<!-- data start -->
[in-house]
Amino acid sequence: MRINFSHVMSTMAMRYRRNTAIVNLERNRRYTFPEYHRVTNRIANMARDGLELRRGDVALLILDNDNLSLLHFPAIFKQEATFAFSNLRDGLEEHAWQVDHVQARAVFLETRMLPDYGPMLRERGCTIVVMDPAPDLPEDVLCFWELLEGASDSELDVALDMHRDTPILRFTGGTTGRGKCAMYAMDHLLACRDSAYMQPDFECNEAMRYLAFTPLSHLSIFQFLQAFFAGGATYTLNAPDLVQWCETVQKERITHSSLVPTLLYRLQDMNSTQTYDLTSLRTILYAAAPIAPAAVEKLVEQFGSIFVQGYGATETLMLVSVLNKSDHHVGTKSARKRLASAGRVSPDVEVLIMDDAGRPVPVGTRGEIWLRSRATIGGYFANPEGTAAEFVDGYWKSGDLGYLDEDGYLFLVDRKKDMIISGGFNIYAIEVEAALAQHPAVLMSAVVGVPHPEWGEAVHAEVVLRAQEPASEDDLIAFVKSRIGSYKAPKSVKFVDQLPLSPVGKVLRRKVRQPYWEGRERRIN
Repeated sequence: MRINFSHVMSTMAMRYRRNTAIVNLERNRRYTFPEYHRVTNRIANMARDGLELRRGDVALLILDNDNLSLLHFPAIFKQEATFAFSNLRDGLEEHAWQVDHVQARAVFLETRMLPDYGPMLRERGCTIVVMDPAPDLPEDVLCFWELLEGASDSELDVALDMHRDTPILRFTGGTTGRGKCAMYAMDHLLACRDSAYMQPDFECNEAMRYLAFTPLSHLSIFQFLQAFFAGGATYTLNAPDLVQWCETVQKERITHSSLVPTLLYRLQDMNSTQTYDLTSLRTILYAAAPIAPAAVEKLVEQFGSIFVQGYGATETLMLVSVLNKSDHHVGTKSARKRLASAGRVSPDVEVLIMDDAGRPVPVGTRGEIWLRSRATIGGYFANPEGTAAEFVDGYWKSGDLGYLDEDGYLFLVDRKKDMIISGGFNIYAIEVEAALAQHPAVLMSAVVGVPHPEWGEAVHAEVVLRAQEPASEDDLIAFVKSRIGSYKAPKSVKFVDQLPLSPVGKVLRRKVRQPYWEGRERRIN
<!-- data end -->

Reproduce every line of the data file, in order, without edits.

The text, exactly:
[in-house]
Amino acid sequence: MRINFSHVMSTMAMRYRRNTAIVNLERNRRYTFPEYHRVTNRIANMARDGLELRRGDVALLILDNDNLSLLHFPAIFKQEATFAFSNLRDGLEEHAWQVDHVQARAVFLETRMLPDYGPMLRERGCTIVVMDPAPDLPEDVLCFWELLEGASDSELDVALDMHRDTPILRFTGGTTGRGKCAMYAMDHLLACRDSAYMQPDFECNEAMRYLAFTPLSHLSIFQFLQAFFAGGATYTLNAPDLVQWCETVQKERITHSSLVPTLLYRLQDMNSTQTYDLTSLRTILYAAAPIAPAAVEKLVEQFGSIFVQGYGATETLMLVSVLNKSDHHVGTKSARKRLASAGRVSPDVEVLIMDDAGRPVPVGTRGEIWLRSRATIGGYFANPEGTAAEFVDGYWKSGDLGYLDEDGYLFLVDRKKDMIISGGFNIYAIEVEAALAQHPAVLMSAVVGVPHPEWGEAVHAEVVLRAQEPASEDDLIAFVKSRIGSYKAPKSVKFVDQLPLSPVGKVLRRKVRQPYWEGRERRIN
Repeated sequence: MRINFSHVMSTMAMRYRRNTAIVNLERNRRYTFPEYHRVTNRIANMARDGLELRRGDVALLILDNDNLSLLHFPAIFKQEATFAFSNLRDGLEEHAWQVDHVQARAVFLETRMLPDYGPMLRERGCTIVVMDPAPDLPEDVLCFWELLEGASDSELDVALDMHRDTPILRFTGGTTGRGKCAMYAMDHLLACRDSAYMQPDFECNEAMRYLAFTPLSHLSIFQFLQAFFAGGATYTLNAPDLVQWCETVQKERITHSSLVPTLLYRLQDMNSTQTYDLTSLRTILYAAAPIAPAAVEKLVEQFGSIFVQGYGATETLMLVSVLNKSDHHVGTKSARKRLASAGRVSPDVEVLIMDDAGRPVPVGTRGEIWLRSRATIGGYFANPEGTAAEFVDGYWKSGDLGYLDEDGYLFLVDRKKDMIISGGFNIYAIEVEAALAQHPAVLMSAVVGVPHPEWGEAVHAEVVLRAQEPASEDDLIAFVKSRIGSYKAPKSVKFVDQLPLSPVGKVLRRKVRQPYWEGRERRIN